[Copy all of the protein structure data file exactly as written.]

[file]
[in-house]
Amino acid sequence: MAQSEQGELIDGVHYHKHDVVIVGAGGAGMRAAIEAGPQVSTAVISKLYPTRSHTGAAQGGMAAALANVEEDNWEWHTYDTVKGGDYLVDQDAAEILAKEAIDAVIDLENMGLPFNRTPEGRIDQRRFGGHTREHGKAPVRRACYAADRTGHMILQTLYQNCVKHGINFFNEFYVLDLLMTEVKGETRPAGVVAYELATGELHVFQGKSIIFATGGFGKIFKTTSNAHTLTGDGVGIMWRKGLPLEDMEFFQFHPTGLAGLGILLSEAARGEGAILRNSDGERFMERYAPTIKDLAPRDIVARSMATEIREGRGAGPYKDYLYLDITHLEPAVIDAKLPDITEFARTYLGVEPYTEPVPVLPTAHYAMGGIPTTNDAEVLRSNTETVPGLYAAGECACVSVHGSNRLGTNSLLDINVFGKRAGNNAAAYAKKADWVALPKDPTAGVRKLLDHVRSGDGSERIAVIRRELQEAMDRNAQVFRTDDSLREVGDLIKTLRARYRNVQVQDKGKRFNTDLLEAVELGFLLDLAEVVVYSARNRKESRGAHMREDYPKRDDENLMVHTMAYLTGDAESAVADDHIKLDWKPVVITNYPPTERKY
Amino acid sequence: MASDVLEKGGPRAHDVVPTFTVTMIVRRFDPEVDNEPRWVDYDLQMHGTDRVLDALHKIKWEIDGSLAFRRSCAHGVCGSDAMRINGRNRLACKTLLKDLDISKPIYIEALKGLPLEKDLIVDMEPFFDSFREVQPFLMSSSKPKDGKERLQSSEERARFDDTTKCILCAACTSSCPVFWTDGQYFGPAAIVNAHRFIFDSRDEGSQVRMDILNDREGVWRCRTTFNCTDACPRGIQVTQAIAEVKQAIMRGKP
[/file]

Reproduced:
[in-house]
Amino acid sequence: MAQSEQGELIDGVHYHKHDVVIVGAGGAGMRAAIEAGPQVSTAVISKLYPTRSHTGAAQGGMAAALANVEEDNWEWHTYDTVKGGDYLVDQDAAEILAKEAIDAVIDLENMGLPFNRTPEGRIDQRRFGGHTREHGKAPVRRACYAADRTGHMILQTLYQNCVKHGINFFNEFYVLDLLMTEVKGETRPAGVVAYELATGELHVFQGKSIIFATGGFGKIFKTTSNAHTLTGDGVGIMWRKGLPLEDMEFFQFHPTGLAGLGILLSEAARGEGAILRNSDGERFMERYAPTIKDLAPRDIVARSMATEIREGRGAGPYKDYLYLDITHLEPAVIDAKLPDITEFARTYLGVEPYTEPVPVLPTAHYAMGGIPTTNDAEVLRSNTETVPGLYAAGECACVSVHGSNRLGTNSLLDINVFGKRAGNNAAAYAKKADWVALPKDPTAGVRKLLDHVRSGDGSERIAVIRRELQEAMDRNAQVFRTDDSLREVGDLIKTLRARYRNVQVQDKGKRFNTDLLEAVELGFLLDLAEVVVYSARNRKESRGAHMREDYPKRDDENLMVHTMAYLTGDAESAVADDHIKLDWKPVVITNYPPTERKY
Amino acid sequence: MASDVLEKGGPRAHDVVPTFTVTMIVRRFDPEVDNEPRWVDYDLQMHGTDRVLDALHKIKWEIDGSLAFRRSCAHGVCGSDAMRINGRNRLACKTLLKDLDISKPIYIEALKGLPLEKDLIVDMEPFFDSFREVQPFLMSSSKPKDGKERLQSSEERARFDDTTKCILCAACTSSCPVFWTDGQYFGPAAIVNAHRFIFDSRDEGSQVRMDILNDREGVWRCRTTFNCTDACPRGIQVTQAIAEVKQAIMRGKP